Even if you paid Pundita to read The New York Times online, we wouldn't do it. What use it to have the little box that says "Remember me" if a website forces you to go through the entire registration process every time you visit? This is no great loss, which doesn't mean we never read anything the Times publishes. If it's up on Drudge, AOL News or another website, sometimes we find our way to a Times report.
That is exactly how Pundita discovered that China Daily stole an article from The New York Times. The China Daily Website was China's first news Website and according to their own blurb, "one of the country's top news portals today." Yes well if they're one of the top news portals, they can credit a source.
The China Daily 02/01/05 report Russia gets US$6b loan for Yukos Deal is a word-for-word republication of the 02/02/05 New York Times report China Loans Russia 6 Billion for Yukos Deal .
Please no letters to Pundita mentioning the time difference between New York and Beijing. The Times story was filed from Moscow. That means the Times paid to have a reporter endure Russian press conferences conducted by Russian oil ministers and whatnot. Or at the least they paid a reporter to sift news wires and write up the story. The China Daily simply clicked and pasted.
There, in a nutshell, is what's wrong with China. The Chinese are the fox in the fable of the Fox and the Grapes. They want to be a world power but they don't want to pay their dues. Chinese counterfeiting, knockoffs, and just plain theft of intellectual property cost Americans untold zillions of US dollars. But if you confront Beijing on the issue, they revert to cute pidgin English, "Oh we just poor developing country. We too poor to observe copyright and patent laws."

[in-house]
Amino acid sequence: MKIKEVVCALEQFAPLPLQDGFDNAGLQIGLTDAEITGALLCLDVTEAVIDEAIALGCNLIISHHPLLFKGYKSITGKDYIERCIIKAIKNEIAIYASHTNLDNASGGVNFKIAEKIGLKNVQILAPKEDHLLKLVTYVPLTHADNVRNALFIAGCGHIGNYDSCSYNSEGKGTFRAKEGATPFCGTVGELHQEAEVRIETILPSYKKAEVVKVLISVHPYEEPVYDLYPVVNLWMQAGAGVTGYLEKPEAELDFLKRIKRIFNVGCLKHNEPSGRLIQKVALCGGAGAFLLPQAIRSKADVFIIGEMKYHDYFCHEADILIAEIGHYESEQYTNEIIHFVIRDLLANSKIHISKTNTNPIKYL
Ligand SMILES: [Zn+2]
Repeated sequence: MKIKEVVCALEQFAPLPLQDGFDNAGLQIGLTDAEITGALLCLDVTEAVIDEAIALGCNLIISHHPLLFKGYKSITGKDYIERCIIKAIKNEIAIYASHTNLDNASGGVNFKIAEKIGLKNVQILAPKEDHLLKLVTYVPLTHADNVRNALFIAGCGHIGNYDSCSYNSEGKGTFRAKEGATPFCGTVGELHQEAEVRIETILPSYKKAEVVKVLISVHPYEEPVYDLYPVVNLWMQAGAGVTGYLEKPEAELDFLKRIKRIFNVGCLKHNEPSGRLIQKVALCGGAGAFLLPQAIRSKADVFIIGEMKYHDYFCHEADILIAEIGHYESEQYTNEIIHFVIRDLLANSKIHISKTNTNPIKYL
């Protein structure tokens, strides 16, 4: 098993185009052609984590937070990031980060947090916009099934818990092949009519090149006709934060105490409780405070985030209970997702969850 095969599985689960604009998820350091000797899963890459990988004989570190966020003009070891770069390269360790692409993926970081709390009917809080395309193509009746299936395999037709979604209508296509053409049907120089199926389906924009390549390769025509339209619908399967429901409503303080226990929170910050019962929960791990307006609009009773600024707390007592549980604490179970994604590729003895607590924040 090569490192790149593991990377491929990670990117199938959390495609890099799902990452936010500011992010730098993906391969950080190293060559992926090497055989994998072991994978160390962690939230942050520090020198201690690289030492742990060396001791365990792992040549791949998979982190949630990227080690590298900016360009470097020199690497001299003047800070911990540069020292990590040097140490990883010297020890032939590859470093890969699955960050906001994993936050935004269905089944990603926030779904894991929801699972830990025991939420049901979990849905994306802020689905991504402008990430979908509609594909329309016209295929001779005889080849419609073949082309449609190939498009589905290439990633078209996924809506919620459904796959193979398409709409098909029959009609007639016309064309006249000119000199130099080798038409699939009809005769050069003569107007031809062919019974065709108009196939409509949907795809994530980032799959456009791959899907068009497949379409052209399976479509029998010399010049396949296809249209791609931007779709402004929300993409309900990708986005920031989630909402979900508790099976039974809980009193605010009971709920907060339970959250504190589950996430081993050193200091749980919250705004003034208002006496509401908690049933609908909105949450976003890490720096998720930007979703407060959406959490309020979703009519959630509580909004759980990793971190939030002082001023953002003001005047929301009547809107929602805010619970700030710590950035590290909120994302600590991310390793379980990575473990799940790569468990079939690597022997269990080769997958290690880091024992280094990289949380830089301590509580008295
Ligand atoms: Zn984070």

But. But! If America protests to Israel about weapons sales to China, General Cao draws himself up to his full height and tells Bush in perfectly grammatical English, "Mind your own business."
Obviously China is no longer a poor developing country, if they can afford to loan Russia 6 billion (that's in dollars, not yuan) to help Moscow with their Yukos problem, and if they are attending the luncheon at the upcoming G7 meeting.
The last time the G7 met it had to be on island in order to keep anti-Globalist mobs from crashing the meeting. Pundita suggests that American corporations spending billions trying to sue Chinese counterfeiters stage their own mobbed protest at the upcoming G7 meeting.
Come to think of it, that's the best idea Pundita's had since we recommended Eliot Spitzer for the job of World Bank president. Law suits are a waste of time but the Chinese government lives in terror of Disorder.
American corporations should contact George Soros for advice on how to stage a Spontaneous Uprising of the People event. But the basic drill is simple: dress up as a Hippie, smear your face with red paint, and hop up and down outside the G7 cordon.
And just think: after The New York Times writes up the story of the spontaneous uprising, China Daily could steal it for their readers. And Wal-Mart could sell the video of the event, which a Taiwan film company throws together from stolen BBC video coverage and titles, "Ninja Revenge: The Next Sequel."